In Canada, the second Monday in October is set aside each year as Thanksgiving Day. On that day, people give thanks with feasting and prayer for the blessings they may have received during the year. It is usually a family day, family members often travelling great distances to be with one another. Together they enjoy big dinners which traditionally include roast turkey and pumpkin pie.
Proclaimed as “a day of General Thanksgiving to Almighty God for the bountiful harvest with which Canada has been blessed,” Thanksgiving Day draws upon three traditions, according to The Canadian Encyclopedia (Edmonton: Hurtig Publishers, 1985).
– harvest celebrations in European peasant societies, for which the symbol was the cornucopia or horn of plenty;
– formal observances, such as that celebrated by Martin Frobisher in the eastern Arctic in 1578 — the first North American Thanksgiving; and
– the Pilgrims’ celebration of their first harvest in Massachusetts (1621) involving the uniquely American turkey, squash and pumpkin.
Many of the early settlers were English. They celebrated the harvest using some of the traditions of Harvest Home, which had been celebrated for hundreds of years in England. People used to work hard in the fields each fall cutting, bundling, and gathering the grain. They ended the last day of the harvest at a big table piled high with food. They gave thanks for their supper and for the grain harvest and then feasted. At Harvest Home, people also decorated churches with grain, fruit, and vegetables that they had harvested and held special harvest services. When the service was over, the food that had been used to decorate the church was given to needy people so that everyone could enjoy the harvest blessings. Other European settlers also added their special ways of giving thanks for their harvests to the Canadian harvest celebrations.
HARVEST-HOME (Henry Alford)
Come, ye thankful people, come,
Raise the song of Harvest-home!
All is safely gathered in,
Ere the winter-storms begin;
God, our Maker, doth provide
For our wants to be supplied;
Come to God’s own temple, come;
Raise the song of Harvest-Home!
After the American Revolution, many Loyalists moved to Canada and continued to celebrate Thanksgiving as it was observed in United States. There it began with the day of thanksgiving that the Pilgrims held to celebrate their first harvest in America. The Pilgrims were a group of English settlers who came to the New World so that they’d be able to worship God in their own way. They had a difficult voyage and winter, and by the time that spring arrived only half of the about one hundred settlers who’d sailed were still alive. however, in the spring some friendly Indians showed them how to hunt animals and catch fish, told them what berries and nuts were good to eat, and gave them some seeds and taught them how to plant and cultivate them.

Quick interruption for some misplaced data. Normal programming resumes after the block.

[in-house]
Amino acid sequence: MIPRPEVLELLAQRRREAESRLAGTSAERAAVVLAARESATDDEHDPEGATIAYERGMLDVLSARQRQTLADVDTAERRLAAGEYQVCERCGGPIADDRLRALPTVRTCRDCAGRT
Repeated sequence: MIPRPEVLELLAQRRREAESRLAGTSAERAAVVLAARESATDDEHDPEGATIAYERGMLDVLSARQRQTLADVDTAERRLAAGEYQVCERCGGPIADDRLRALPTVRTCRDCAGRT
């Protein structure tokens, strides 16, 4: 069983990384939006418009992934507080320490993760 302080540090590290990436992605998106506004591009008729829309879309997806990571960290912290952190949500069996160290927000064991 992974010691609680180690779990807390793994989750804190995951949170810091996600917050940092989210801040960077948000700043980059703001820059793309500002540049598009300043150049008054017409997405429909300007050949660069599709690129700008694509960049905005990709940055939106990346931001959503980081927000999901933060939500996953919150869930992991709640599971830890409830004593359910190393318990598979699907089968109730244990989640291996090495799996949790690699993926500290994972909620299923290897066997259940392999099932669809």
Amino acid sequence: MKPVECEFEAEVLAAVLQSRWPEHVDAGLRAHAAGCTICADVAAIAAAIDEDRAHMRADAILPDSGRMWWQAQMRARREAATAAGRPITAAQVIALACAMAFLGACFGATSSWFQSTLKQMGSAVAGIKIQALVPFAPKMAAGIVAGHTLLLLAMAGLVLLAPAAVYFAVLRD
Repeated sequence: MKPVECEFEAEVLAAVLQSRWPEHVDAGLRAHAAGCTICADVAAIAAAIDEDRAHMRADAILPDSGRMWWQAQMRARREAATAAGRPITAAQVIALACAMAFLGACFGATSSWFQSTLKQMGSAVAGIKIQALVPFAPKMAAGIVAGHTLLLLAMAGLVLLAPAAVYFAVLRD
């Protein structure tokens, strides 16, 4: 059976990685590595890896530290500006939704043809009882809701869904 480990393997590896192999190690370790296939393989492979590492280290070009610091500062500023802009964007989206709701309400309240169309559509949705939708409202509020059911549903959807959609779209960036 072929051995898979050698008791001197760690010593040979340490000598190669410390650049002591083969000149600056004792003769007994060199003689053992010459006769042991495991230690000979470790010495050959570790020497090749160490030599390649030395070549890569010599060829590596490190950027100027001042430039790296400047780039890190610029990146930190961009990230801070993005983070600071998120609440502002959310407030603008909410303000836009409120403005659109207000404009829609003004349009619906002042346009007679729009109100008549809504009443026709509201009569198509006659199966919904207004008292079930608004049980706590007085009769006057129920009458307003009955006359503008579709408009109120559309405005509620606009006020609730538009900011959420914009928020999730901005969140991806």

When the fall came, the settlers had a good harvest. This was the time that Harvest Home was celebrated in England, and the leader of the Pilgrims decided that their first harvest should be an especially big celebration. They held a three-day festival of feasting (preceded by giving thanks for all the good things they had) and recreation. The friendly Indians contributed five deer to the feast and took part in the celebration. The custom of Thanksgiving Day spread from the Pilgrim settlement in Plymouth to the other English colonies in what is now United States.
Our Thanksgiving Day
The customs of the English (and other Europeans) and of the Loyalists helped make the Canadian Thanksgiving Day what it is today. The first annual national Thanksgiving Day as it is now observed took place on November 6, 1879. Later and earlier dates were observed. Finally, on January 31, 1957, Parliament proclaimed the observance of Thanksgiving Day on the second Monday in October.
Canadians customarily spend Thanksgiving Day with their families, a big turkey dinner followed by pumpkin pie being the highlight of the celebration. And, although the religious aspect of the holiday isn’t given the importance it once was, many still remember to give God special thanks for their blessings.
The above post appeared originally in the Thanksgiving 1995 issue of “The Hunter Family Holiday Newsletter.”